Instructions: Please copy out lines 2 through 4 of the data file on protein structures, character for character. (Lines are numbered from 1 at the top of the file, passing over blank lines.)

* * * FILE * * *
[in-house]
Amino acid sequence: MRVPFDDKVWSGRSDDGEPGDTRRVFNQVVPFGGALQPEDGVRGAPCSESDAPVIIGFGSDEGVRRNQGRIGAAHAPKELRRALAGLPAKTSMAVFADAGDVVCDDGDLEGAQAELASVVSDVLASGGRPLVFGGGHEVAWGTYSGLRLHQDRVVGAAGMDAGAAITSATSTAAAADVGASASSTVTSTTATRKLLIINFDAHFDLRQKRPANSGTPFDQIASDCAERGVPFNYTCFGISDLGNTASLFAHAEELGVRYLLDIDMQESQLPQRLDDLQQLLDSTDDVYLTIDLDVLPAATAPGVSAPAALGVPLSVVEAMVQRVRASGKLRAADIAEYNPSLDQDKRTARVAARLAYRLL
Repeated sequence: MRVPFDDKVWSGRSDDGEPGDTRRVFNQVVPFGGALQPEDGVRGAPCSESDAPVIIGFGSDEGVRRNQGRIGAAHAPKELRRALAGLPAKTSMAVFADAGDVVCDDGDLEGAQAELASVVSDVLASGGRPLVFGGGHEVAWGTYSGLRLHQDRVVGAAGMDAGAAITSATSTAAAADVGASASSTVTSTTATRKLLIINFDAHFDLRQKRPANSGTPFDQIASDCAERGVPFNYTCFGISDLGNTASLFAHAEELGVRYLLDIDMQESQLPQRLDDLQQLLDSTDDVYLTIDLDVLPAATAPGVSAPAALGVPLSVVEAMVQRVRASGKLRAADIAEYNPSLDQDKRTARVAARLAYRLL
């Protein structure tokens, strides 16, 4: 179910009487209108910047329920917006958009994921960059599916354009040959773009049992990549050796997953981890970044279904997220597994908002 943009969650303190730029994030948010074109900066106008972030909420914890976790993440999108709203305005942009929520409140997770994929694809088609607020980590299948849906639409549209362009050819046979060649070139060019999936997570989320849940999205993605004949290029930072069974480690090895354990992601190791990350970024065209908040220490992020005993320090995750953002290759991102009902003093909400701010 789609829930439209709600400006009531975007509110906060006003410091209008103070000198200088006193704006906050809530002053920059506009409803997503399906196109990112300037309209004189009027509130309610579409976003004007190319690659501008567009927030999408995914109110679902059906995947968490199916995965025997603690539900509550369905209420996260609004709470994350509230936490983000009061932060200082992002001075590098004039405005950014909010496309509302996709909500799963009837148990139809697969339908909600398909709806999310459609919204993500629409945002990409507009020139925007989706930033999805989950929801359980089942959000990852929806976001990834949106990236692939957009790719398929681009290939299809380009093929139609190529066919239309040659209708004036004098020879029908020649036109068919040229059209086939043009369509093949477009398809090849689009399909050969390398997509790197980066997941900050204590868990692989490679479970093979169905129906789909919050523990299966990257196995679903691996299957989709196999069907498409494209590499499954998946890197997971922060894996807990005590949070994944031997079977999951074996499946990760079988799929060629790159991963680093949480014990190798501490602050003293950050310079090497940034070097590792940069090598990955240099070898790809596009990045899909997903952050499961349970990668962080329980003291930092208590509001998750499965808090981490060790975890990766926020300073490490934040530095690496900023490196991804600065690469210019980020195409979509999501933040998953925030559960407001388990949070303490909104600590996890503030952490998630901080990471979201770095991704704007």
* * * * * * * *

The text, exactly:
Amino acid sequence: MRVPFDDKVWSGRSDDGEPGDTRRVFNQVVPFGGALQPEDGVRGAPCSESDAPVIIGFGSDEGVRRNQGRIGAAHAPKELRRALAGLPAKTSMAVFADAGDVVCDDGDLEGAQAELASVVSDVLASGGRPLVFGGGHEVAWGTYSGLRLHQDRVVGAAGMDAGAAITSATSTAAAADVGASASSTVTSTTATRKLLIINFDAHFDLRQKRPANSGTPFDQIASDCAERGVPFNYTCFGISDLGNTASLFAHAEELGVRYLLDIDMQESQLPQRLDDLQQLLDSTDDVYLTIDLDVLPAATAPGVSAPAALGVPLSVVEAMVQRVRASGKLRAADIAEYNPSLDQDKRTARVAARLAYRLL
Repeated sequence: MRVPFDDKVWSGRSDDGEPGDTRRVFNQVVPFGGALQPEDGVRGAPCSESDAPVIIGFGSDEGVRRNQGRIGAAHAPKELRRALAGLPAKTSMAVFADAGDVVCDDGDLEGAQAELASVVSDVLASGGRPLVFGGGHEVAWGTYSGLRLHQDRVVGAAGMDAGAAITSATSTAAAADVGASASSTVTSTTATRKLLIINFDAHFDLRQKRPANSGTPFDQIASDCAERGVPFNYTCFGISDLGNTASLFAHAEELGVRYLLDIDMQESQLPQRLDDLQQLLDSTDDVYLTIDLDVLPAATAPGVSAPAALGVPLSVVEAMVQRVRASGKLRAADIAEYNPSLDQDKRTARVAARLAYRLL
């Protein structure tokens, strides 16, 4: 179910009487209108910047329920917006958009994921960059599916354009040959773009049992990549050796997953981890970044279904997220597994908002 943009969650303190730029994030948010074109900066106008972030909420914890976790993440999108709203305005942009929520409140997770994929694809088609607020980590299948849906639409549209362009050819046979060649070139060019999936997570989320849940999205993605004949290029930072069974480690090895354990992601190791990350970024065209908040220490992020005993320090995750953002290759991102009902003093909400701010 789609829930439209709600400006009531975007509110906060006003410091209008103070000198200088006193704006906050809530002053920059506009409803997503399906196109990112300037309209004189009027509130309610579409976003004007190319690659501008567009927030999408995914109110679902059906995947968490199916995965025997603690539900509550369905209420996260609004709470994350509230936490983000009061932060200082992002001075590098004039405005950014909010496309509302996709909500799963009837148990139809697969339908909600398909709806999310459609919204993500629409945002990409507009020139925007989706930033999805989950929801359980089942959000990852929806976001990834949106990236692939957009790719398929681009290939299809380009093929139609190529066919239309040659209708004036004098020879029908020649036109068919040229059209086939043009369509093949477009398809090849689009399909050969390398997509790197980066997941900050204590868990692989490679479970093979169905129906789909919050523990299966990257196995679903691996299957989709196999069907498409494209590499499954998946890197997971922060894996807990005590949070994944031997079977999951074996499946990760079988799929060629790159991963680093949480014990190798501490602050003293950050310079090497940034070097590792940069090598990955240099070898790809596009990045899909997903952050499961349970990668962080329980003291930092208590509001998750499965808090981490060790975890990766926020300073490490934040530095690496900023490196991804600065690469210019980020195409979509999501933040998953925030559960407001388990949070303490909104600590996890503030952490998630901080990471979201770095991704704007």